It was warm inside the kitchen, and a lone shape sat by one of the tables. Ledwyn. Hilderinc recognized her light brown hair and her countenance; now, after several months of winter, she looked even more thin and fragile than usual, like a frozen reed. She did not seem to have noticed him entering, nor heard him opening and closing the door. In one heart-stopping moment Hilderinc thought she had frozen to death, but then he noticed a small movement as she clutched one of the kitchen knives, staring at the blade, as if she were studying the reflection of the candlelight on it. She turned it slowly this way and that. If not for her face, she might have been playing. Then, still turning the knife, she lifted it higher. Her hands froze, with the knife pointing straight at her.

Startled, Hilderinc took a few quick steps to her side, but her hands again rested on the table, still holding the blade.

"Ledwyn?" he spoke. She did not answer, just stared at the knife in her hand.

“Shouldn’t you be sleeping?” Hilderinc continued. Ledwyn stirred. She nodded very slightly, but she looked past him, like she did not understand where his voice was coming from.

"What were you doing here?" Gently but firmly, he took the knife from her hands. He looked down at the blade and frowned. Did she just... He examined her face. She seemed not to notice her surroundings, but just stared into the distance with her far-away look, as though she was seeing something beyond the wooden walls of the kitchen. She was definitely not asleep, but Hilderinc was not certain that she was awake.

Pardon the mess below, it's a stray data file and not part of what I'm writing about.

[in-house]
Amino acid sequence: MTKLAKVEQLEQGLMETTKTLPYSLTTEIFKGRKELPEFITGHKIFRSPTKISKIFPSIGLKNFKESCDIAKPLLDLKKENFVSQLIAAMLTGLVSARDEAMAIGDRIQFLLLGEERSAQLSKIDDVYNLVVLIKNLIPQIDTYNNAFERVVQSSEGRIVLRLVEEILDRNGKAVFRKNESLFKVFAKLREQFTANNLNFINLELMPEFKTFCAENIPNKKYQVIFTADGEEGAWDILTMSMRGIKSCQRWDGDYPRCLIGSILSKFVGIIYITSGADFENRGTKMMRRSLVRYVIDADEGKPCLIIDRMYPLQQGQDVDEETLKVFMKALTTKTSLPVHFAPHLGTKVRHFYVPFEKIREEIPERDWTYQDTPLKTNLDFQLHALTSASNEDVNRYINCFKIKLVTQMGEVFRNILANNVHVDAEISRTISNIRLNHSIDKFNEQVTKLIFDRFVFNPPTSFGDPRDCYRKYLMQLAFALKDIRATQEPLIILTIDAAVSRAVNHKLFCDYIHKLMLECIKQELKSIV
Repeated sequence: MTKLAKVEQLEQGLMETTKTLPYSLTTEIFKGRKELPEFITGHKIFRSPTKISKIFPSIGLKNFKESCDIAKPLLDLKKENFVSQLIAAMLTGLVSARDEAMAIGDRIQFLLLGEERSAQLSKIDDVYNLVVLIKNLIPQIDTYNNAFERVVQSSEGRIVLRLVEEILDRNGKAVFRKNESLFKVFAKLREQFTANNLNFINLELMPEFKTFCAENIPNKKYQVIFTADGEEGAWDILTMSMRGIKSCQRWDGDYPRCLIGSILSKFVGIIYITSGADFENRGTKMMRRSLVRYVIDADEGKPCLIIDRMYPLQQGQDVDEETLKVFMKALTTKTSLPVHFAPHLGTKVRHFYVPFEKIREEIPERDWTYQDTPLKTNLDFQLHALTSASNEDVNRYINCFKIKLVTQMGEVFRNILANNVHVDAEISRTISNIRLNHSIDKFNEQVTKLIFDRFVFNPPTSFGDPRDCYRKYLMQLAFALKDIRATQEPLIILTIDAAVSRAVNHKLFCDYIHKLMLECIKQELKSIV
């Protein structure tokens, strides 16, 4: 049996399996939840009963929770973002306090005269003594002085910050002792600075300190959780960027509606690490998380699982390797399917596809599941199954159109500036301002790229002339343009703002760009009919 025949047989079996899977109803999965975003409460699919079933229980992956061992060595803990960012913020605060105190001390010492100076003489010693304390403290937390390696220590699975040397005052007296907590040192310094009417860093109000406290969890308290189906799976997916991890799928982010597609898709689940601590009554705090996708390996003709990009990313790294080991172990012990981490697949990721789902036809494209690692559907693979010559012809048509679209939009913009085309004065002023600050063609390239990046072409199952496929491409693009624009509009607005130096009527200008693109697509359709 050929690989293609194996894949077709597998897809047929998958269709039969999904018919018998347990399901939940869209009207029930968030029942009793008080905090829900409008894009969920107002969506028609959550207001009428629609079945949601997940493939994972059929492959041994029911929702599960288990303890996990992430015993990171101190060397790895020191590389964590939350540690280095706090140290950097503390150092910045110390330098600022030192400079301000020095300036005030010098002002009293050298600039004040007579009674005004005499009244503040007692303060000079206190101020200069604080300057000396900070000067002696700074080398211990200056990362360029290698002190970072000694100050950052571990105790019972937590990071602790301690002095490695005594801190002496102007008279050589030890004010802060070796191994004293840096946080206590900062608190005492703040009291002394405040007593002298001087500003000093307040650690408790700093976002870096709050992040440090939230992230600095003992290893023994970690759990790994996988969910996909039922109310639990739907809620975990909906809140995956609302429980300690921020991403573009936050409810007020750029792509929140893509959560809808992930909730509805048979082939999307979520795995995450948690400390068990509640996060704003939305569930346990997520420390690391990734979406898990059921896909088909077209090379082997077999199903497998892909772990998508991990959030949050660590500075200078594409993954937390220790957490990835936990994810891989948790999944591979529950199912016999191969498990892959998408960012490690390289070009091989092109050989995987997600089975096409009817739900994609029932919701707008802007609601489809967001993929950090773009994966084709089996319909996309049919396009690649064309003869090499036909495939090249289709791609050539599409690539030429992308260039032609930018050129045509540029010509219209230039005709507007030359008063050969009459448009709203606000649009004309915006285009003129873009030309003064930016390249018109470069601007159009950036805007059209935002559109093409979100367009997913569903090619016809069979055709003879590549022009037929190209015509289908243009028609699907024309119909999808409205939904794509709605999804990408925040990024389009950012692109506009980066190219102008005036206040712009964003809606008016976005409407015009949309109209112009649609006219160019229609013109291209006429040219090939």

She has gone through a lot in the last few days, Hilderinc thought, on top of this terrible winter. Poor Theolain.

"Listen," he said aloud. "Everyone is asleep. You should go to sleep, too. Sitting here at night is not what you should be doing..." He felt clumsy, he was never particularly good in talking to women. In fact, he never had to, not like that.

"I understand," he added, while he was not sure it was true, "I understand it must be hard, Theolain..." He vaguely tried to remember anything about the lad; realizing he had barely known him. "Your son was a good boy," he finished. "But you already said farewell to him, we all did. And while he is gone, you are still here." Almost as an afterthought, he added, "If you are just listening to your thoughts, you will start thinking about weird things."

"He's not my son," Ledwyn said in a quiet, dead kind of voice. She was not looking at Hilderinc.

He inclined his head, slightly confused. "Do not say that. He has passed away, but he still..." He stopped, as if his train of thought was interrupted by a sudden idea. His eyes once again shifted to Ledwyn's face, pale in the candlelight.

"He is not my son," she repeated firmly, despite her lost look. Did her mind wander astray in a memory? Who was she seeing? Who was she talking to?

She stood up and turned to look at the fireplace. The last of the heat was fading away, leaving the coals dead and ashen. The small specs of redness were fading away. Only a few were still dancing and breathing in the night air. By sunrise, none would be left.

Very slowly, her eyes became alive. She looked around her and only now noticed Hilderinc standing behind her. She did not give a start, but she seemed slightly confused. Seeing the knife in his hand, she said, "I simply wanted to cut a slice of bread from the stores. I have not eaten today." However, instead of breaking her fast, she disappeared quickly behind the kitchen door, her shawls trailing slightly behind her.